In his first few attempts to claim a Green Jacket, he just went out with all guns blazing and that approach was set to pay dividends as early as his third visit in 2011 until a closing 80 left him licking his wounds.
Since then, and especially so after this became the missing link in his quest to complete a career grand slam, the Northern Irishman has tried just about everything you could think of to get over that line in the season’s opening major.
He even sounded like a Zen master heading into the 2019 event as he extolled the virtues of meditation and mindfulness only to finish outside the top 20 on that occasion - one of his worst efforts in the season’s opening major apart from two missed cuts.
Having suffered the second of those disappointing early exits 12 months ago following rounds of 76-74, McIlroy has been thinking again about what he needs to do to crack this particular code and he’s prepared to give it a go despite it goes against his basic golfing instinct.
“Just patience, discipline, don't make big numbers,” said the four-time major winner of his planned approach on this occasion. “It feels like a very negative way to think, but it's the way to play around this place. You don't have to do anything spectacular.
“I played with D.J. (Dustin Johnson) in the first two rounds when he won here in 2020. I think he was 12-under after two days, and I got off the golf course thinking 12-under is a helluva score after two days here, but I wasn't in awe of the way he played.
“It's just he did the right things and he put it in the right spots, and he holed a few putts and he took advantage of the par-5s, and he basically did everything that this golf course asks of you.
“That's what this place is all about. It's as much of a chess game as anything else, and it's just about putting yourself in the right positions and being disciplined and being patient and knowing that pars are good.”
Agreeing that was against his nature on a golf course, he added: “It feels like playing very negatively, playing away from trouble, not firing at flagsticks, not being aggressive. It feels like a negative game plan, but it's not. It's just a smart game plan. It's playing the percentages.
“Look, Sunday, if you need to take risks, you take risks obviously, but for the first 54 holes, you just have to stay as disciplined as possible. Yeah, that goes against my nature a little bit, so it is something I have to really work hard on.”
McIlroy, who will have one-year-old daughter Poppy with him for Wednesday’s Par 3 Contest, insisted that a missed cut in last week’s Valero Texas Open doesn’t indicate that he’s struggling to find his best form.
“It feels in good shape,” he said of his game. “I think it's felt better than the results have maybe suggested the last few weeks. The big key here, if you look at all the previous winners, especially over the last five to ten years, is their iron play and their approach play has separated them from the field. That's a really important part of your play this week.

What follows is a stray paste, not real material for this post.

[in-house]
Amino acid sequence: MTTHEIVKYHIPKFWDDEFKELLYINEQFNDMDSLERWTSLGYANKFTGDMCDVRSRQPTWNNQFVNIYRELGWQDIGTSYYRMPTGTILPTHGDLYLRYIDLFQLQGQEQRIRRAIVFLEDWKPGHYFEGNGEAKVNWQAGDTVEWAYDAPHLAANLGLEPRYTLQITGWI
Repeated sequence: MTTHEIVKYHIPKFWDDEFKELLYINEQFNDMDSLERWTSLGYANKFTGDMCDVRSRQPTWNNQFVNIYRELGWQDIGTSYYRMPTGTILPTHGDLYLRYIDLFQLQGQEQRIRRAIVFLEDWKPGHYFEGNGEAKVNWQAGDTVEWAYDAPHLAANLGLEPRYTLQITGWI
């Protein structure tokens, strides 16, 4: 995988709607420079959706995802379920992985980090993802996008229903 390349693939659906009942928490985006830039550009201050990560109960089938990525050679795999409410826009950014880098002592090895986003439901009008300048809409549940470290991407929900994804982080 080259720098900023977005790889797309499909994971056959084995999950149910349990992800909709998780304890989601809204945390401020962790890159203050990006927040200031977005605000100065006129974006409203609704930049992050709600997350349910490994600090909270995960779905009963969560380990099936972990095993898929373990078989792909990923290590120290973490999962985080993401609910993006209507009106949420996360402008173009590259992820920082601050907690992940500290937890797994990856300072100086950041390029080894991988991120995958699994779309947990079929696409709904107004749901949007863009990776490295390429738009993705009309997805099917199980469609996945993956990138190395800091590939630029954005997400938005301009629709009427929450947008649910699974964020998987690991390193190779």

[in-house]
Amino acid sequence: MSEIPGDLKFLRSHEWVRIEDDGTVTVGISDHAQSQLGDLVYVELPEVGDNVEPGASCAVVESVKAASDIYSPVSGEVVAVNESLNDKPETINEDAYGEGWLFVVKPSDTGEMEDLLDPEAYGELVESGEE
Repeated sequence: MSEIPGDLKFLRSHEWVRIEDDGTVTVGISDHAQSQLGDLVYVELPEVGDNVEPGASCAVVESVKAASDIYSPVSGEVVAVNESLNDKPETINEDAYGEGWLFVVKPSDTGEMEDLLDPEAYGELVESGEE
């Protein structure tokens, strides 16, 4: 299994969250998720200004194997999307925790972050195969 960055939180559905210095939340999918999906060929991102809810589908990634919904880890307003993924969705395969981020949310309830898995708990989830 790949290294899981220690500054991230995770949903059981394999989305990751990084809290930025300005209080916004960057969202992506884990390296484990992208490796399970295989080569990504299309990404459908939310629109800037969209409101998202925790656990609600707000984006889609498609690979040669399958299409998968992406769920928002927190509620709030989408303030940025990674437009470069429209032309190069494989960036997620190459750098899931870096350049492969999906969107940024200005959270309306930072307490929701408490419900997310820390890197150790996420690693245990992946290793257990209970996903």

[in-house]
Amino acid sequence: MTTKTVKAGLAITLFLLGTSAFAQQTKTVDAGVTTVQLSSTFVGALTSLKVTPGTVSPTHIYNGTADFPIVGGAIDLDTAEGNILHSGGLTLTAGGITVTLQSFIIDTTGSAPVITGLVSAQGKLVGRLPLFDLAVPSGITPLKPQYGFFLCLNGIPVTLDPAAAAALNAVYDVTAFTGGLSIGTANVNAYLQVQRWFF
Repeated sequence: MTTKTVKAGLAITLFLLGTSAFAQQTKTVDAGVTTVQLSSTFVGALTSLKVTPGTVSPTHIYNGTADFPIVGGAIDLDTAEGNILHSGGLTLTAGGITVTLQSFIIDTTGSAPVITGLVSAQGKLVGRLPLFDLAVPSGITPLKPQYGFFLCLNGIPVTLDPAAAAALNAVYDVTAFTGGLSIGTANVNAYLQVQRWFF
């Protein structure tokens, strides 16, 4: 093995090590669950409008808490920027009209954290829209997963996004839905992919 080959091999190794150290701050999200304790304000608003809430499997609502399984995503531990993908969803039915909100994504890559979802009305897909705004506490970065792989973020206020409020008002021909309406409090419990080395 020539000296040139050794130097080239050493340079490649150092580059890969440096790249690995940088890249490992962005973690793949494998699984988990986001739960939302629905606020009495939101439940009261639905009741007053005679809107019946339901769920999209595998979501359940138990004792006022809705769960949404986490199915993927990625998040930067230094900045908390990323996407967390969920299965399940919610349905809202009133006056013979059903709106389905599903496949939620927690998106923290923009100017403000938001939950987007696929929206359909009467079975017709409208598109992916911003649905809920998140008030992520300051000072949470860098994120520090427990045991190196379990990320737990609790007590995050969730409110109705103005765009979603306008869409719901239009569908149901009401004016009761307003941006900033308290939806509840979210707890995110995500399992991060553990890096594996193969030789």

“It tempts you into going for flags that you shouldn't go for. It's about being very disciplined with your approach play, knowing that, if you hit a wedge to 20 or 30 feet, that's okay. Middle of the greens, you hole a few putts, that's what it's about. It's about hitting greens. It's about playing to the fat part of the green, being somewhat conservative.
“I think that's what wins you Masters. You see the highlights of people hitting heroic golf shots around here, but that's just one golf shot. The rest of the time, they're doing the right things and being patient and being disciplined, and that's what wins you Green Jackets.”
An hour-and-a-half after McIlroy had been sitting in the same chair, Tiger Woods insisted he can claim his sixth one despite the fact his only event since seriously injuring his right leg in a car crash 14 months ago was in the PNC Championship with son Charlie.
“Look, Tiger has been wonderful for us all in this room,” said McIlroy of the 15-time major winner. “He creates attention on the game of golf that no one else can. That's great for his peers. It's great for the media. It's great for this golf club. It's great for everyone. So, any time Tiger Woods is involved, it's a wonderful thing.
“I think in terms of the competitive nature of it, if he's in the field or not, I don't think it really changes much. You're trying to focus on yourself, and he can't stop you shooting a 67 if you play well. It's not like any other sport. So, I don't think that changes much.
“I've spent a little bit of time with him at home, and the golf is there. He's hitting it well. He's chipping well. He's sharp. It's just the physical demand of getting around 72 holes here this week. That's probably the question mark. But the golf game is there. So, would I be surprised? No, I'm not surprised at anything he does anymore.”